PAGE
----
This post covers the seventh week of our eight-week birding trip to Qinghai, from Sat. 6 Aug. through Sat. 13 Aug. 2016. Elaine and I spent that time around Hala Lake, the wild, remote, high-altitude inland sea in north-central Qinghai. With the desolate environment as our backdrop, and despite daily rain, we noted 53 bird species. Highlights:
— Discovering flocks of Tibetan Sandgrouse in perfect semi-desert habitat near Hala Lake
— Finding 7 Tibetan Snowcock in a gorge east of the lake
— On the shore of Hala Lake, attaining several interesting Qinghai records, among them Little Stint, Ruddy Turnstone, Curlew Sandpiper, Grey Plover, Common Greenshank, and Whimbrel
— Making various less-surprising records around Hala, among them Black Stork, breeding Lesser Sand Plover (our most numerous bird), Ruddy Shelduck, Common Shelduck, Common Merganser, Bar-headed Goose, and Pied Avocet
— Watching a Tibetan Fox dig up and devour a Plateau Pika, and surmising that the area, if explored thoroughly, would yield Snow Leopard, Tibetan Wolf, Tibetan Lynx, and other powerful mammals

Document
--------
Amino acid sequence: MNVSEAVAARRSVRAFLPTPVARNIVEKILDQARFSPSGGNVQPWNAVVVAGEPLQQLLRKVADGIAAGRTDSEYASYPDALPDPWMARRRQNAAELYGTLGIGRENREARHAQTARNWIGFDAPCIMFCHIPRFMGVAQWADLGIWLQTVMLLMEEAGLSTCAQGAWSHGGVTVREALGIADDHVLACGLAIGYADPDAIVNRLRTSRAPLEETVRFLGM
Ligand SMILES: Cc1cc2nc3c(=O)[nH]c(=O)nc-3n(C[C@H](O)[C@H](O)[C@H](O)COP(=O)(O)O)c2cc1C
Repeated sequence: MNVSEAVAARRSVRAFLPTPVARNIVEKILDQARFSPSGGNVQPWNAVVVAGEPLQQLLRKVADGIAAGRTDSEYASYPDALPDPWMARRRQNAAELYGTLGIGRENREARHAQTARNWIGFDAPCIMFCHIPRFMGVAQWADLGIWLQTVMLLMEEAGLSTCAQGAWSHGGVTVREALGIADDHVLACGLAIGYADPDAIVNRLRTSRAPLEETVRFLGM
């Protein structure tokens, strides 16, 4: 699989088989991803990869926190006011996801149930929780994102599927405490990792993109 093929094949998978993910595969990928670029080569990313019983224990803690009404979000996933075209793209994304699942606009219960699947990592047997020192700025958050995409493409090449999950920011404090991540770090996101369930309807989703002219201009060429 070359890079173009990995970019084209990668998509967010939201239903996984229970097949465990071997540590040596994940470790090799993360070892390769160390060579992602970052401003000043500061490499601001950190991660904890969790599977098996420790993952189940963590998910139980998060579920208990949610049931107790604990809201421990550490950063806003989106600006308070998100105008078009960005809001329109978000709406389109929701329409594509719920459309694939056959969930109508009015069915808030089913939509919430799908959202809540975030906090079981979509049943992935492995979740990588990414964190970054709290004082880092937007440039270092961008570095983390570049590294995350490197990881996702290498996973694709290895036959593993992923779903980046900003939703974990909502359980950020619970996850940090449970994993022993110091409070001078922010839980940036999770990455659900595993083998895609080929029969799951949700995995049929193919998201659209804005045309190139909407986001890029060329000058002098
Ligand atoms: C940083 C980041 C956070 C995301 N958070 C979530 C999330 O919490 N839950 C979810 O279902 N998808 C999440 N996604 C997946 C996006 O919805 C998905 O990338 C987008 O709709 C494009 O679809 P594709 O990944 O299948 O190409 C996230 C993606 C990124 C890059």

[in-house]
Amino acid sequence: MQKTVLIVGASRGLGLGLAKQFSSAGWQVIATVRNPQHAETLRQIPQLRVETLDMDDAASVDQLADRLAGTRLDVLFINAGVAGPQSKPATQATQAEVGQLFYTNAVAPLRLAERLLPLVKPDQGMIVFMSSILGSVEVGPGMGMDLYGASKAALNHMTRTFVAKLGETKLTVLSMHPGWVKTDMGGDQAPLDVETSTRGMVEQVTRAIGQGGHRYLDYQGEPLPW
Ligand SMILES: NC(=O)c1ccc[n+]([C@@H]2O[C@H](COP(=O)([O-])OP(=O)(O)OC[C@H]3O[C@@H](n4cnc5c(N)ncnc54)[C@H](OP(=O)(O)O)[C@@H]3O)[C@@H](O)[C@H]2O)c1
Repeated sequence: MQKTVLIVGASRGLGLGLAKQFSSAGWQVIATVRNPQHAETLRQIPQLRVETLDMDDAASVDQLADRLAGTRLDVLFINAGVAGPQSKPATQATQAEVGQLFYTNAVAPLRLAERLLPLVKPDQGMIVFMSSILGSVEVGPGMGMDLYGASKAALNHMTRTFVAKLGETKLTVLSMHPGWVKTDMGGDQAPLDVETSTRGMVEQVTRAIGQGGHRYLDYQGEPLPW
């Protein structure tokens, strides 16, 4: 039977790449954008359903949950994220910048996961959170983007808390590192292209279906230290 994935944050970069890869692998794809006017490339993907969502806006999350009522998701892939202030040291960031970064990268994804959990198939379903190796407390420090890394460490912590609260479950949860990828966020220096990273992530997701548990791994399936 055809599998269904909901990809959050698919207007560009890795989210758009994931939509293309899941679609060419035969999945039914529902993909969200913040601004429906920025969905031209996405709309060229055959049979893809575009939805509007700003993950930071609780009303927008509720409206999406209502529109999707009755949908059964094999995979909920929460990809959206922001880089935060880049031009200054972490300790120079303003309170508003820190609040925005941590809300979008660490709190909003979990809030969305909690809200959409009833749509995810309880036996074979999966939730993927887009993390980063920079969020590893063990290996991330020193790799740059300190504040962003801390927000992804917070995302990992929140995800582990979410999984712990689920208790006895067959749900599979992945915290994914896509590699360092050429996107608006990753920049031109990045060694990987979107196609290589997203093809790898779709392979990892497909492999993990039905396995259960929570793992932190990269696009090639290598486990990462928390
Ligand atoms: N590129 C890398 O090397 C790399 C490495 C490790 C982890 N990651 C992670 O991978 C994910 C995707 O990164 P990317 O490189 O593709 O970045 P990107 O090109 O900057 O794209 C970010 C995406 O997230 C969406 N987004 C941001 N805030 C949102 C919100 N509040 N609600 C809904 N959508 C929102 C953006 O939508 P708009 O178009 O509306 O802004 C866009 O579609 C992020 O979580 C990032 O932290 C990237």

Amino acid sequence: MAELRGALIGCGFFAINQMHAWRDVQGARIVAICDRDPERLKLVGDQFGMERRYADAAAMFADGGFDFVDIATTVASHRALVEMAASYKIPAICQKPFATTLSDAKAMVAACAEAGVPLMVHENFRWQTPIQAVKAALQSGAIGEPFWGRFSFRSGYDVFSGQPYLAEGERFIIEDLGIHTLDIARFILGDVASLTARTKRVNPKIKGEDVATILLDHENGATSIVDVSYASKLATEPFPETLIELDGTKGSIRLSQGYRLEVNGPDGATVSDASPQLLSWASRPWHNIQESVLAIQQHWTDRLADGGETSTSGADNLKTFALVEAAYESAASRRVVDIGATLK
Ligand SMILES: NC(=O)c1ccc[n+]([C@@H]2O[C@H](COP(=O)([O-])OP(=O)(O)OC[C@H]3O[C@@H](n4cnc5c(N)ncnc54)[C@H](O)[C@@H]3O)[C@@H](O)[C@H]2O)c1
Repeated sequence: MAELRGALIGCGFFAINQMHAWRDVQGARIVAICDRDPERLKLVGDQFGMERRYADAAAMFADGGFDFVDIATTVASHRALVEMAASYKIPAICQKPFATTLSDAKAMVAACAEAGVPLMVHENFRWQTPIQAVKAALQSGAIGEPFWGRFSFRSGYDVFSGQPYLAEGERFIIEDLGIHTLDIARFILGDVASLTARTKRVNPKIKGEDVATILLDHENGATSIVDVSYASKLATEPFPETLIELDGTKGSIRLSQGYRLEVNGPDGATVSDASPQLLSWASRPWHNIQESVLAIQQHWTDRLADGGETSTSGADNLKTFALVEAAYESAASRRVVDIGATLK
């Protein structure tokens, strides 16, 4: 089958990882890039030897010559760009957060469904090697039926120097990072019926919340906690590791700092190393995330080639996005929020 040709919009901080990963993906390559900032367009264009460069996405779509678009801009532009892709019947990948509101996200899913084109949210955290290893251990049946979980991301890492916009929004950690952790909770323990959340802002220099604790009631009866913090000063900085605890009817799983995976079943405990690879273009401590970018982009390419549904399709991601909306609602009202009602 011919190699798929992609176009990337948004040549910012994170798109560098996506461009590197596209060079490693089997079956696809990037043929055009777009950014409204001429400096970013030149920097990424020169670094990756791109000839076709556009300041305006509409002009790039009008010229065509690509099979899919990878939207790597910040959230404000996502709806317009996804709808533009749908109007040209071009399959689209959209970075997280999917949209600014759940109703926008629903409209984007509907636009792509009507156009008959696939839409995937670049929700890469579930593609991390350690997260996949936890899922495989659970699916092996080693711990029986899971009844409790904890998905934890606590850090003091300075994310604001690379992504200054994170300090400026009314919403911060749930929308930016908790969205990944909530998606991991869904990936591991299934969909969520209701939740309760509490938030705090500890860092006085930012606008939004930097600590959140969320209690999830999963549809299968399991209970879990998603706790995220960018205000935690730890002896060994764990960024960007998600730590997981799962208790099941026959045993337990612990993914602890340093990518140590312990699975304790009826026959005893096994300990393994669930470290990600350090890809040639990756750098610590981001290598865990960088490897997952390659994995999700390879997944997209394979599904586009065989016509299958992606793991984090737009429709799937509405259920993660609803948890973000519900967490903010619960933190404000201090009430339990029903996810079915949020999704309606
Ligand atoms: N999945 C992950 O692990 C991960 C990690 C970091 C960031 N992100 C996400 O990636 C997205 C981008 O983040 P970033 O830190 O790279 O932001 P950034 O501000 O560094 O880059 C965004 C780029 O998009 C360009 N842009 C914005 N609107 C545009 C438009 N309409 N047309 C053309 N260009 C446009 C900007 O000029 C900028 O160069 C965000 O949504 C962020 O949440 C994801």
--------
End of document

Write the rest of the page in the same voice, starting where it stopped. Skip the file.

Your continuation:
— Witnessing landscapes unlike any I have seen in nine years in China, with the vast, silent steppe giving way to the azure inland sea, and snow-clad peaks and glaciated mountainsides brooding in the background
— While lamenting the damage overgrazing is doing even to an area as pristine as Hala Lake, befriending Tibetan and Mongolian herdsmen, sharing stories with them, and learning about their tough, interesting lives
— Despite being alone and having only a 2WD vehicle (Kia Sportage), despite having to make approximately two dozen tricky creek crossings, and despite a ban on foreigners at parts of Hala Lake (see editor’s note below), getting into and out of the area without incident